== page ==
24:7 Theatre Festival
New Century House, Manchester
Steve Timms's story about a group of four student friends three years after graduation begins with a break-up as Susan tells a shocked Martin, as he is about to achieve success as a popular local poet, that "it isn't going anywhere".
Susan works in an office sorting examination papers but is struggling to pay the bills, so a work colleague suggests a well-paid sideline that would utilise her 'acting' skills. Adam works in an off-licence but sells a few pills on the side and believes he has a glowing future a a stand-up comedian when he gets round to doing something about it. Stick does some deejaying, but when his dad falls dangerously ill he has to borrow money to visit him. Martin's poetry, however, makes him a local celebrity with appearances on local and national television and his poems on the sides of buses.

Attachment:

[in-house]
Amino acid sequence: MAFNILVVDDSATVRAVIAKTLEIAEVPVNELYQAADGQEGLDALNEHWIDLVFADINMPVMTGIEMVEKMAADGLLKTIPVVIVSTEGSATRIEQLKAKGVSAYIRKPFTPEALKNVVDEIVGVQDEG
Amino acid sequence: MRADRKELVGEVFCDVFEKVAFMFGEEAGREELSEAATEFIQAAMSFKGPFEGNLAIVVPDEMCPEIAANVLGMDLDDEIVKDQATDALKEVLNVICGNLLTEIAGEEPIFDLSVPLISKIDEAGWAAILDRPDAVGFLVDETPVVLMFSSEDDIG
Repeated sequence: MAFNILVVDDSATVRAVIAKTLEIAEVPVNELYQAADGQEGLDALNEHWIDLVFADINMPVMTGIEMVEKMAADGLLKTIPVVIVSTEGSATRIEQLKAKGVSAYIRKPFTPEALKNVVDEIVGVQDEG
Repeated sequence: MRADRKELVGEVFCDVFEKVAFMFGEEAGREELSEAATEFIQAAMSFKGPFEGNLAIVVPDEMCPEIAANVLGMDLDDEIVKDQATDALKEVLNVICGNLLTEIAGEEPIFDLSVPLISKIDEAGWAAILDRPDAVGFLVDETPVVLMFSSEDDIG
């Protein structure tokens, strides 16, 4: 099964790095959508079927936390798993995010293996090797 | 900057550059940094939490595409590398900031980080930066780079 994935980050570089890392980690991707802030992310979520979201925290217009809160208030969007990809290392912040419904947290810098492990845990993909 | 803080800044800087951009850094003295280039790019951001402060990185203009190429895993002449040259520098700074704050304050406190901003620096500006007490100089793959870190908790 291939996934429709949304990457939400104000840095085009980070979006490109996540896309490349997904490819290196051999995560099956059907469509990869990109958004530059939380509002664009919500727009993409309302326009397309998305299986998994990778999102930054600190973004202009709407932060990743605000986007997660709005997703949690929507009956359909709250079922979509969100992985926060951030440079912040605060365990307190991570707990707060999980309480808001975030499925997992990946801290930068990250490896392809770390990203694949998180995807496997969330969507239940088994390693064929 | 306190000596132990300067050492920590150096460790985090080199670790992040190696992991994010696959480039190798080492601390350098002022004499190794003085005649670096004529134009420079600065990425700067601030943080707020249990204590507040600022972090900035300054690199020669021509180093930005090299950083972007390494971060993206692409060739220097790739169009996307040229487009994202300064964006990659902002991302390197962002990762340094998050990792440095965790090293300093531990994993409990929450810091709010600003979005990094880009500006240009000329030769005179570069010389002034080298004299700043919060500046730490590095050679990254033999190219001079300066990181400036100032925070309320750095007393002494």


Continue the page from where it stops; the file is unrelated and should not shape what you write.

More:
There are a lot of strands to this play perhaps too many to really explore in just an hour and their arrangement sometimes leaves major characters offstage for rather too long, but there are some distinct, well-drawn characters and great story ideas that really draw you in and make you want to know more about what happens to them all.
There are some excellent performances from the actors playing the four main characters: Kate Newton as Susan, Marlon Solomon as Martin, Karl Dobby as Stick and Leon Jan as Adam, plus some great multiple-role playing from David Corden, Julie Chapman-Lavelle and Isobel McArthur.
The play overruns the supposed maximum length for the festival, but it doesn't outstay its welcome; in fact it is one of the very few that doesn't feel after an hour that it has gone as far as it can go, and perhaps an extra half hour would make it easier for Timms to sort out the structural problems and draw out some of the areas that aren't explored as well as they could be.
As it stands, it is a very entertaining hour and a bit that leaves you wanting more.
Reviewer: David Chadderton